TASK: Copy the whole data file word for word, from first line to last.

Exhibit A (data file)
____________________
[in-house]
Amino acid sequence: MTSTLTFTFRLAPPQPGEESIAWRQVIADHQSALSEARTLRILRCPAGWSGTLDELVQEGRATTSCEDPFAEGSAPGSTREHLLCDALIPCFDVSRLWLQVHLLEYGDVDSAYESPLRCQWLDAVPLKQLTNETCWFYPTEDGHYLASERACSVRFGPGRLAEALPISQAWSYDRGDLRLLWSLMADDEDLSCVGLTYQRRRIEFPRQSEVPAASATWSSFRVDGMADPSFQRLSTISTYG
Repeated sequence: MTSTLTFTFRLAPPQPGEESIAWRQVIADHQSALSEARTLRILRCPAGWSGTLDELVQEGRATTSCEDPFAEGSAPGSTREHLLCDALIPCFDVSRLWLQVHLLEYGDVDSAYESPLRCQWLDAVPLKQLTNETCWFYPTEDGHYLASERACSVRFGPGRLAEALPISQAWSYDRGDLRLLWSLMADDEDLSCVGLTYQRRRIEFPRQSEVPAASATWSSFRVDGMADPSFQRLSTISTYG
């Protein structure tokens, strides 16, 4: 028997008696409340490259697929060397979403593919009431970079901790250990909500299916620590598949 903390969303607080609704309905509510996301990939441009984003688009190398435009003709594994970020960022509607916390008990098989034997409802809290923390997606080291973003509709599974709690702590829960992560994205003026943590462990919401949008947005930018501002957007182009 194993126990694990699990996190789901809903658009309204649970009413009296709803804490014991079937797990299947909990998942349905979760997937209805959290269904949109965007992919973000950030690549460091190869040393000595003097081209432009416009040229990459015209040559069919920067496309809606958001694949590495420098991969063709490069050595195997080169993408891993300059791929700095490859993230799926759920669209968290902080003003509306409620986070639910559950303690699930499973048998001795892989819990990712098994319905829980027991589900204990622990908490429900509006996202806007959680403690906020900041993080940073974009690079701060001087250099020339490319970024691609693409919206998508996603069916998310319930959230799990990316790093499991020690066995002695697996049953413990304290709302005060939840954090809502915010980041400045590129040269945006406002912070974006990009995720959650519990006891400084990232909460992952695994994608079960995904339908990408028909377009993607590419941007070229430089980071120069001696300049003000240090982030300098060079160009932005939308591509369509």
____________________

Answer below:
[in-house]
Amino acid sequence: MTSTLTFTFRLAPPQPGEESIAWRQVIADHQSALSEARTLRILRCPAGWSGTLDELVQEGRATTSCEDPFAEGSAPGSTREHLLCDALIPCFDVSRLWLQVHLLEYGDVDSAYESPLRCQWLDAVPLKQLTNETCWFYPTEDGHYLASERACSVRFGPGRLAEALPISQAWSYDRGDLRLLWSLMADDEDLSCVGLTYQRRRIEFPRQSEVPAASATWSSFRVDGMADPSFQRLSTISTYG
Repeated sequence: MTSTLTFTFRLAPPQPGEESIAWRQVIADHQSALSEARTLRILRCPAGWSGTLDELVQEGRATTSCEDPFAEGSAPGSTREHLLCDALIPCFDVSRLWLQVHLLEYGDVDSAYESPLRCQWLDAVPLKQLTNETCWFYPTEDGHYLASERACSVRFGPGRLAEALPISQAWSYDRGDLRLLWSLMADDEDLSCVGLTYQRRRIEFPRQSEVPAASATWSSFRVDGMADPSFQRLSTISTYG
């Protein structure tokens, strides 16, 4: 028997008696409340490259697929060397979403593919009431970079901790250990909500299916620590598949 903390969303607080609704309905509510996301990939441009984003688009190398435009003709594994970020960022509607916390008990098989034997409802809290923390997606080291973003509709599974709690702590829960992560994205003026943590462990919401949008947005930018501002957007182009 194993126990694990699990996190789901809903658009309204649970009413009296709803804490014991079937797990299947909990998942349905979760997937209805959290269904949109965007992919973000950030690549460091190869040393000595003097081209432009416009040229990459015209040559069919920067496309809606958001694949590495420098991969063709490069050595195997080169993408891993300059791929700095490859993230799926759920669209968290902080003003509306409620986070639910559950303690699930499973048998001795892989819990990712098994319905829980027991589900204990622990908490429900509006996202806007959680403690906020900041993080940073974009690079701060001087250099020339490319970024691609693409919206998508996603069916998310319930959230799990990316790093499991020690066995002695697996049953413990304290709302005060939840954090809502915010980041400045590129040269945006406002912070974006990009995720959650519990006891400084990232909460992952695994994608079960995904339908990408028909377009993607590419941007070229430089980071120069001696300049003000240090982030300098060079160009932005939308591509369509």